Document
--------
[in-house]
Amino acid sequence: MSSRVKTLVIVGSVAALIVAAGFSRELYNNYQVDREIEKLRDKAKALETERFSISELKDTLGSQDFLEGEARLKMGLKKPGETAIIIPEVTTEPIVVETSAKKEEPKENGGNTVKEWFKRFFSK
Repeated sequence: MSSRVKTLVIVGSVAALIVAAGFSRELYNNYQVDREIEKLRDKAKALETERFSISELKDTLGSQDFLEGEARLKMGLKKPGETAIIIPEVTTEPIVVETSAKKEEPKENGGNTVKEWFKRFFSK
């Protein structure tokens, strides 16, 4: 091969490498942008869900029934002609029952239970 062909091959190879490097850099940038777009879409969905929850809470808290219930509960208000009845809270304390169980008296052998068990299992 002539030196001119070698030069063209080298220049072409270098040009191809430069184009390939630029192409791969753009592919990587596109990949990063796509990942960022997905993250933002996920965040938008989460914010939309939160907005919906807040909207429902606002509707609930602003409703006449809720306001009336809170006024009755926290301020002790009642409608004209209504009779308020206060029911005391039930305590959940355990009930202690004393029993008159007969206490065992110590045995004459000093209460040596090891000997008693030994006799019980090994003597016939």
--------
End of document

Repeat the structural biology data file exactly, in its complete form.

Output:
[in-house]
Amino acid sequence: MSSRVKTLVIVGSVAALIVAAGFSRELYNNYQVDREIEKLRDKAKALETERFSISELKDTLGSQDFLEGEARLKMGLKKPGETAIIIPEVTTEPIVVETSAKKEEPKENGGNTVKEWFKRFFSK
Repeated sequence: MSSRVKTLVIVGSVAALIVAAGFSRELYNNYQVDREIEKLRDKAKALETERFSISELKDTLGSQDFLEGEARLKMGLKKPGETAIIIPEVTTEPIVVETSAKKEEPKENGGNTVKEWFKRFFSK
């Protein structure tokens, strides 16, 4: 091969490498942008869900029934002609029952239970 062909091959190879490097850099940038777009879409969905929850809470808290219930509960208000009845809270304390169980008296052998068990299992 002539030196001119070698030069063209080298220049072409270098040009191809430069184009390939630029192409791969753009592919990587596109990949990063796509990942960022997905993250933002996920965040938008989460914010939309939160907005919906807040909207429902606002509707609930602003409703006449809720306001009336809170006024009755926290301020002790009642409608004209209504009779308020206060029911005391039930305590959940355990009930202690004393029993008159007969206490065992110590045995004459000093209460040596090891000997008693030994006799019980090994003597016939």